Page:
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Chinese Grand Prix - facts and figures 23 Sep 2004

Shanghai circuit detail.
Formula One World Championship, Rd16, Chinese Grand Prix, Preparations, Shanghai, China, 22 September 2004 The unique combination of corners directly after the start/finish straight. Impressions Shanghai International Circuit, Shanghai, China. 20 July 2004. Shanghai Circuit Detail.
Formula One World Championship, Rd16, Chinese Grand Prix, Preparations, Shanghai, China, 22 September 2004 View from the main grandstand on the start/finish straight.
Impressions Shanghai International Circuit, Shanghai, China., 23 September 2004

Just a few things you probably did not know about the Shanghai International Circuit, venue for this weekend’s race in China.

The Shanghai International Circuit is built on 5.3 square kilometres (2 square miles) of marshland, approximately one hour's drive from the city centre. Hermann Tilke, the renowned architect of tracks such as Malaysia and Bahrain, designed the circuit.

The Shanghai circuit was built within 18 months, but the constructors faced some extreme conditions. To make the swampy terrain suitable for development, concrete piles, 40 to 80 metres deep, were driven into the ground before a metre thick layer of polystyrene was placed on top. A two metre layer of soil then completed the foundation for the asphalt.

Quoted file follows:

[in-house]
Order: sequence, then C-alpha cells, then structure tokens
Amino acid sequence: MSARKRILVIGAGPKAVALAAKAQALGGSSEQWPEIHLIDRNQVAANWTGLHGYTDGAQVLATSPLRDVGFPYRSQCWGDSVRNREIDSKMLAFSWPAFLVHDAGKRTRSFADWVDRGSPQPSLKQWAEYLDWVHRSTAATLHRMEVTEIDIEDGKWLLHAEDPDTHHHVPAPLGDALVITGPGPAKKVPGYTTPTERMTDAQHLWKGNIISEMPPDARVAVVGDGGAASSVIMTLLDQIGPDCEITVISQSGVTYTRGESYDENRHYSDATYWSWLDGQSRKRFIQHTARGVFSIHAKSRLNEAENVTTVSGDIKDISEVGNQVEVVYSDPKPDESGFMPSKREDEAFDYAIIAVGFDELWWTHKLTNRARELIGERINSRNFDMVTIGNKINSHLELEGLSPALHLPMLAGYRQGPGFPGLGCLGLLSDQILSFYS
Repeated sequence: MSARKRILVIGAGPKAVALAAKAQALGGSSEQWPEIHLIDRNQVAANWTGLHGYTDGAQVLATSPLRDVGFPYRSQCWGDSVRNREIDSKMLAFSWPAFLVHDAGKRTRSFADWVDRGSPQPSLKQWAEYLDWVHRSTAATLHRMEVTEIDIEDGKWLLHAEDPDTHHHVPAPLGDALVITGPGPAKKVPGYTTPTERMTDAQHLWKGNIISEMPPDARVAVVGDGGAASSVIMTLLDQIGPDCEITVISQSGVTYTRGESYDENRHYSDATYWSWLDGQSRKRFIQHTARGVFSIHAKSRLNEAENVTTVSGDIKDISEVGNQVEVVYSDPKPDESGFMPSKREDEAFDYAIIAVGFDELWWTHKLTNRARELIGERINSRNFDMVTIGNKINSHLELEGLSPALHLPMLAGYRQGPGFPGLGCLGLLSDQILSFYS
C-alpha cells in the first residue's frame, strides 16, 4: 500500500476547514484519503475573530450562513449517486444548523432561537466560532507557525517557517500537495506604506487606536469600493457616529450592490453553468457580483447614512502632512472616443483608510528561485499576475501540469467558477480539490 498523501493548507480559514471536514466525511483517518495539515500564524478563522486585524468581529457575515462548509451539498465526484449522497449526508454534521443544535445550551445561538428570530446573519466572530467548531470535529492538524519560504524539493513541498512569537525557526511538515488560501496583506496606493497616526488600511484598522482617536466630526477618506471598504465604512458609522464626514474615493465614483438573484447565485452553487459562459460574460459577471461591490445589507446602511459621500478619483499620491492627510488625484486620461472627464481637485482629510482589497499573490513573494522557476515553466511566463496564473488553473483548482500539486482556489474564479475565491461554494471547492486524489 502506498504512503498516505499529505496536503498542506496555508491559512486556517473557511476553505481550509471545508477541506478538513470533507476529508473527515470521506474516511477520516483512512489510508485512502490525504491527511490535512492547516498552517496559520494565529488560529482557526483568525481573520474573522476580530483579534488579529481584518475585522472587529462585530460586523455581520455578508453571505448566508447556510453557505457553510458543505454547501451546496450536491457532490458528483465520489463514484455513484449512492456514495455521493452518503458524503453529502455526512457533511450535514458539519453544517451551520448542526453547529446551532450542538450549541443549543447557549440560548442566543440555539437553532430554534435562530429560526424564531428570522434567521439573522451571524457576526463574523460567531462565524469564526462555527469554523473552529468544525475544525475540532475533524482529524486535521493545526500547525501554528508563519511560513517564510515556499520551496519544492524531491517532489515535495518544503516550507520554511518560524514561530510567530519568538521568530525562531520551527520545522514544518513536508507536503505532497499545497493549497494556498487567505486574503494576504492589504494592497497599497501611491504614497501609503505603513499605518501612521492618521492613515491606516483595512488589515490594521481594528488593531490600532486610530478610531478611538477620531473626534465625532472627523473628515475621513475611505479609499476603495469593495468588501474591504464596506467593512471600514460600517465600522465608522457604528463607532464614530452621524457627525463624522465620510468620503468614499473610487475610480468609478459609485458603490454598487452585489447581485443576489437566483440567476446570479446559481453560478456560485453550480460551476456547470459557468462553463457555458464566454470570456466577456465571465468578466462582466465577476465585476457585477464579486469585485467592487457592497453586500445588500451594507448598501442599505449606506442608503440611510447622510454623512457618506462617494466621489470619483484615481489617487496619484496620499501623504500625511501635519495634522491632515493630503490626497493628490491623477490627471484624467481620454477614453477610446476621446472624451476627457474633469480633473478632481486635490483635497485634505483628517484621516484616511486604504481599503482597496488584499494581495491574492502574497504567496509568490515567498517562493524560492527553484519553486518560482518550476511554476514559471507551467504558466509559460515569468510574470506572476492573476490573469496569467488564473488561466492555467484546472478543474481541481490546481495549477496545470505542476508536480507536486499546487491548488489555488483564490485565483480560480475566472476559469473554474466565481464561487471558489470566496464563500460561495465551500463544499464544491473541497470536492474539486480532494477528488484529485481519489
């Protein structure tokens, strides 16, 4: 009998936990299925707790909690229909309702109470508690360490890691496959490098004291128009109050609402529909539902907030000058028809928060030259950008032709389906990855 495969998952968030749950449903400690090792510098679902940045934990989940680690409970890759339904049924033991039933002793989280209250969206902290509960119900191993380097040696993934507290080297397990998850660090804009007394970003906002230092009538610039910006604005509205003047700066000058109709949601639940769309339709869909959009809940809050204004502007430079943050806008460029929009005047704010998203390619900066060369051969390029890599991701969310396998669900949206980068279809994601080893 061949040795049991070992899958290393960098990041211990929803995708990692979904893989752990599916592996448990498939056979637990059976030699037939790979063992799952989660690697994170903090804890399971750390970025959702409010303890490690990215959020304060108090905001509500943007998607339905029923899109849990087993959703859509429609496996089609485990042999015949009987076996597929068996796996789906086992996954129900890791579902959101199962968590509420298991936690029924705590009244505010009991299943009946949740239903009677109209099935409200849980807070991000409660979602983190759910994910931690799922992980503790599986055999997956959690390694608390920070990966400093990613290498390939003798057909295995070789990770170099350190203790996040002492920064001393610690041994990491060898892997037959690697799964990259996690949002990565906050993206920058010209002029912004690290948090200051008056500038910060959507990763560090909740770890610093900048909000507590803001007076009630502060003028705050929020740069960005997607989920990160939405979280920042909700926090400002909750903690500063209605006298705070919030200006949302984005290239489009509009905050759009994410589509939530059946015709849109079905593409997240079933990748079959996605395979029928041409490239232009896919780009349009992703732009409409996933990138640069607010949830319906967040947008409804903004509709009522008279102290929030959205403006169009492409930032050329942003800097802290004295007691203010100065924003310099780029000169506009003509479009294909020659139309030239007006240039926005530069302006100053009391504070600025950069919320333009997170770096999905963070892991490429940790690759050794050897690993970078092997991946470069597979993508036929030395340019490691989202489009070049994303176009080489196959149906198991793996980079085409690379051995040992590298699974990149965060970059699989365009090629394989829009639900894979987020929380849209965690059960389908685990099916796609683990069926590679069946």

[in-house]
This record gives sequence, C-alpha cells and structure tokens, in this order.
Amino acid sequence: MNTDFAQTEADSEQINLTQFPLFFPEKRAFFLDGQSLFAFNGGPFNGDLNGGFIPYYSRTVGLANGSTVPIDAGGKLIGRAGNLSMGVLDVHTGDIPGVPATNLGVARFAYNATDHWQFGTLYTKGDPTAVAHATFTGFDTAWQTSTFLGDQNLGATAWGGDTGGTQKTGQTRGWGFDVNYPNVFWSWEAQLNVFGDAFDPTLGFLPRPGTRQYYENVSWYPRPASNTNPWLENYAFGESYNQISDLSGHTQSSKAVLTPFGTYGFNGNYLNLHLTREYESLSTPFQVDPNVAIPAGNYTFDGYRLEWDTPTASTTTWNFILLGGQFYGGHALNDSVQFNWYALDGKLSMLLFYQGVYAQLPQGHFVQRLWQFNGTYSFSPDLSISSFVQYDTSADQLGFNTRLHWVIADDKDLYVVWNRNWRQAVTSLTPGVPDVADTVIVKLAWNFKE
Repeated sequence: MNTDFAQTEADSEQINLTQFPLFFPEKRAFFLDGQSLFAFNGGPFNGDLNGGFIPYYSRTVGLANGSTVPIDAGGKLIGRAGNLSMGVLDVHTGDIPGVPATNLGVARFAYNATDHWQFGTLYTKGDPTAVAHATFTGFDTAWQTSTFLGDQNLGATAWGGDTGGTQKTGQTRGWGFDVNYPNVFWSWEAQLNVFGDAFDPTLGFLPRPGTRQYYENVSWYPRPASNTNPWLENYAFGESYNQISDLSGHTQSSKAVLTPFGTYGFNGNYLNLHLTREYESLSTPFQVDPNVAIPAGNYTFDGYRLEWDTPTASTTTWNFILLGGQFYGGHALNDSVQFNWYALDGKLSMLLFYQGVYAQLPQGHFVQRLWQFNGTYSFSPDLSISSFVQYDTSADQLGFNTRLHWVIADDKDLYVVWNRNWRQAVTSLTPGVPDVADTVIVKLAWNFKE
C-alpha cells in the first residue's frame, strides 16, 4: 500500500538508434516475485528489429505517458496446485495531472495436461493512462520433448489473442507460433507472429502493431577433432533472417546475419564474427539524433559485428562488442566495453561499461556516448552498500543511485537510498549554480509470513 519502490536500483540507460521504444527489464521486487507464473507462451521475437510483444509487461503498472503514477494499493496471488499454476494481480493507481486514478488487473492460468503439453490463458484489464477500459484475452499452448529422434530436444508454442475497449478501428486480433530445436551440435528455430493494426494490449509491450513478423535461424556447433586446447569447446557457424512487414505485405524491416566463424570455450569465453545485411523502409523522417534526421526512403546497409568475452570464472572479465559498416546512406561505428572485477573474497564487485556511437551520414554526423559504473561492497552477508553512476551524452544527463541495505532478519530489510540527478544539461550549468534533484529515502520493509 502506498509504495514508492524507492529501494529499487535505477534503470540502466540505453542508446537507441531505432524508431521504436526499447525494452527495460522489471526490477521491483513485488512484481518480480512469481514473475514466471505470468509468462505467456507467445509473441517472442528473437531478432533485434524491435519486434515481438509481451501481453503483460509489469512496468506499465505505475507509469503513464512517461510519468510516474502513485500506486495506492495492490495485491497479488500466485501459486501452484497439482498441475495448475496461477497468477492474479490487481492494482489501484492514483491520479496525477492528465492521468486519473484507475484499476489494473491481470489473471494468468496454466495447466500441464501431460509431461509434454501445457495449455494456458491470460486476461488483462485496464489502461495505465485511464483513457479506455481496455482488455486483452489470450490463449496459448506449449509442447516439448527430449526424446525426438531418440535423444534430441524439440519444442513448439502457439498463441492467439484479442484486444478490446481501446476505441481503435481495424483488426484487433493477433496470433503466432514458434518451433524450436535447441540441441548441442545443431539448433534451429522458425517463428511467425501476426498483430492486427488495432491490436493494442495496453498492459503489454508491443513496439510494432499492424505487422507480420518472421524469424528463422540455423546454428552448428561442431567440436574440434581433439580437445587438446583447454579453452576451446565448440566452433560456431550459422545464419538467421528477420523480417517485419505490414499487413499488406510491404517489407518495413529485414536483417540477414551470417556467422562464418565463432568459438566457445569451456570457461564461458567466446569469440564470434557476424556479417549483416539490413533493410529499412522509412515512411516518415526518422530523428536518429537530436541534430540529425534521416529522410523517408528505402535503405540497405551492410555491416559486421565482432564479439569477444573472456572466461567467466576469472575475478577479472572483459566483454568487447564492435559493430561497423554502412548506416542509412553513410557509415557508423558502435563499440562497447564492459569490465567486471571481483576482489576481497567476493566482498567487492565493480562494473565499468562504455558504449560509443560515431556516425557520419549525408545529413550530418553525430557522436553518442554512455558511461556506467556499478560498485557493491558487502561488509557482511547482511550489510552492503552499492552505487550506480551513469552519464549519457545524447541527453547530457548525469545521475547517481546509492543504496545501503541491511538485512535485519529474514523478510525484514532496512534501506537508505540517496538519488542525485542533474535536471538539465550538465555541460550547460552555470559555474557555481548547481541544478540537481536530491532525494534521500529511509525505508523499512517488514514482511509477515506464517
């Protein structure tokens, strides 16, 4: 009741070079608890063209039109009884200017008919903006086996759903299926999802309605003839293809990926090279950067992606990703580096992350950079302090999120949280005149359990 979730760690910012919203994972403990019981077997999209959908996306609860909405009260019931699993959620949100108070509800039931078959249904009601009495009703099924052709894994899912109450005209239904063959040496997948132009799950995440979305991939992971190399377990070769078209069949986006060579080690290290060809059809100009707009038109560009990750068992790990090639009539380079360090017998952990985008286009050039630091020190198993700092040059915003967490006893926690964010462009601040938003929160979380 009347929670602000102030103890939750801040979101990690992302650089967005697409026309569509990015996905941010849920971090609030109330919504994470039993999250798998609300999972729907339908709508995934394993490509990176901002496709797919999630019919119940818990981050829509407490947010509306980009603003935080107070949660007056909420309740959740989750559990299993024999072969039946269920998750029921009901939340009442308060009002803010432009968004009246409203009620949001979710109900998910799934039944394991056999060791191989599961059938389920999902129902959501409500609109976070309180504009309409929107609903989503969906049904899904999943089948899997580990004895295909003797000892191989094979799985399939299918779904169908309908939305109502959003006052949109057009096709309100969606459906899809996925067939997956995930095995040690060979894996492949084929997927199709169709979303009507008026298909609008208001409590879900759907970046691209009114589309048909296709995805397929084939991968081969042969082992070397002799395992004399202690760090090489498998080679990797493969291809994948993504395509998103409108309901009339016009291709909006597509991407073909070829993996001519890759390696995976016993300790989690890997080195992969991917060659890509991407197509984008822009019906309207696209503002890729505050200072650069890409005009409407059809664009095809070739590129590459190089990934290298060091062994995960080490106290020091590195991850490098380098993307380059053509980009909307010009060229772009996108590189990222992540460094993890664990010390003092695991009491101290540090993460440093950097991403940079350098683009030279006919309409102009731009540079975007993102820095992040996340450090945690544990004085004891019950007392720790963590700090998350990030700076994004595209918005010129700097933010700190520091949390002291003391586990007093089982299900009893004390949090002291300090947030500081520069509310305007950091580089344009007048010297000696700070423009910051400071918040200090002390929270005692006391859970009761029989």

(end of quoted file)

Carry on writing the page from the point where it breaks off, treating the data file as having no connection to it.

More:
The track comprises seven right and seven left hand corners. (The radiuses of the individual turns vary, which is why other figures are also quoted.) The layout is based on the Chinese character ‘Shang’, which translates as ‘high’ or ‘above’ and gives Shanghai its name.

The circuit measures 5.451 kilometres (3.387 miles) making it the fifth longest circuit on the Formula One calendar. Race distance will be 305.256 kilometres (189.686 miles) (56 laps).

Unusually, the longest straight is not the start/finish straight but one which lies between turns 13 and 14. This full throttle section extends to almost 1.2 kilometres.

The futuristic pits and grandstands emulate traditional Chinese design features. Other symbols represented in the architecture originate from Chinese history, such as the team buildings arranged like pavilions in a lake to resemble the ancient Yuyan-Garden in Shanghai.

The circuit seats up to 200,000 spectators and the Main Grandstand, with 29,000 seats, provides a spectacular view of almost 80 percent of the track.

China has lobbied for many years to stage a Grand Prix. The first circuit built for Grand Prix racing was in Zhuhai in the south of China, but it never became a Formula One venue.

Shanghai, a port city and free trade zone on the east coast of the country and near the Yangtze Delta, is China's boom town with a population of 14.6 million.